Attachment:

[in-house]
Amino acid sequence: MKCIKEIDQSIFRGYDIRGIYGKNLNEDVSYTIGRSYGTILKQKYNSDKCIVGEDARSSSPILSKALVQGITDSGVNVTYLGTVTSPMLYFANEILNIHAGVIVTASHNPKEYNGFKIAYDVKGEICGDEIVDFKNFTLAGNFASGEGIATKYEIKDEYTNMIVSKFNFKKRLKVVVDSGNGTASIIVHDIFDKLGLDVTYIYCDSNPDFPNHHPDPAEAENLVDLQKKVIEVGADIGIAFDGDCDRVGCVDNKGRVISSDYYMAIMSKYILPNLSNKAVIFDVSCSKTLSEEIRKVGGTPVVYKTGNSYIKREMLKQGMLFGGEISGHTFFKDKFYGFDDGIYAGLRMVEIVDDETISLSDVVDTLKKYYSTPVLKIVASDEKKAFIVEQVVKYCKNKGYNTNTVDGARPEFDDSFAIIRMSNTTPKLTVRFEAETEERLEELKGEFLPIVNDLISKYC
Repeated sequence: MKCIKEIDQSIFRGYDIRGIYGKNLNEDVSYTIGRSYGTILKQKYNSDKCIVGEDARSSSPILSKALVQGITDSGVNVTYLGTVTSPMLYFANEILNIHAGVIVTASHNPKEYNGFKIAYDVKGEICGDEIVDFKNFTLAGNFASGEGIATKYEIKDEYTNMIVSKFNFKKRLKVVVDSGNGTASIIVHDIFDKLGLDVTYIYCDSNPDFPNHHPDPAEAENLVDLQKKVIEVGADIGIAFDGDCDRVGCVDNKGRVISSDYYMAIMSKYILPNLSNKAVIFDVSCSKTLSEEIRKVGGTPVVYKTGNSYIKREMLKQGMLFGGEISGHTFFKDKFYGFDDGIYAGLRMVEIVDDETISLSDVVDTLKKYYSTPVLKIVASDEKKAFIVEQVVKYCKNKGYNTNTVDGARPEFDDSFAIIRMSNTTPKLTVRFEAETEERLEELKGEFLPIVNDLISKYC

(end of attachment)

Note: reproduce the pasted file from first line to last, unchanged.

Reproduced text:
[in-house]
Amino acid sequence: MKCIKEIDQSIFRGYDIRGIYGKNLNEDVSYTIGRSYGTILKQKYNSDKCIVGEDARSSSPILSKALVQGITDSGVNVTYLGTVTSPMLYFANEILNIHAGVIVTASHNPKEYNGFKIAYDVKGEICGDEIVDFKNFTLAGNFASGEGIATKYEIKDEYTNMIVSKFNFKKRLKVVVDSGNGTASIIVHDIFDKLGLDVTYIYCDSNPDFPNHHPDPAEAENLVDLQKKVIEVGADIGIAFDGDCDRVGCVDNKGRVISSDYYMAIMSKYILPNLSNKAVIFDVSCSKTLSEEIRKVGGTPVVYKTGNSYIKREMLKQGMLFGGEISGHTFFKDKFYGFDDGIYAGLRMVEIVDDETISLSDVVDTLKKYYSTPVLKIVASDEKKAFIVEQVVKYCKNKGYNTNTVDGARPEFDDSFAIIRMSNTTPKLTVRFEAETEERLEELKGEFLPIVNDLISKYC
Repeated sequence: MKCIKEIDQSIFRGYDIRGIYGKNLNEDVSYTIGRSYGTILKQKYNSDKCIVGEDARSSSPILSKALVQGITDSGVNVTYLGTVTSPMLYFANEILNIHAGVIVTASHNPKEYNGFKIAYDVKGEICGDEIVDFKNFTLAGNFASGEGIATKYEIKDEYTNMIVSKFNFKKRLKVVVDSGNGTASIIVHDIFDKLGLDVTYIYCDSNPDFPNHHPDPAEAENLVDLQKKVIEVGADIGIAFDGDCDRVGCVDNKGRVISSDYYMAIMSKYILPNLSNKAVIFDVSCSKTLSEEIRKVGGTPVVYKTGNSYIKREMLKQGMLFGGEISGHTFFKDKFYGFDDGIYAGLRMVEIVDDETISLSDVVDTLKKYYSTPVLKIVASDEKKAFIVEQVVKYCKNKGYNTNTVDGARPEFDDSFAIIRMSNTTPKLTVRFEAETEERLEELKGEFLPIVNDLISKYC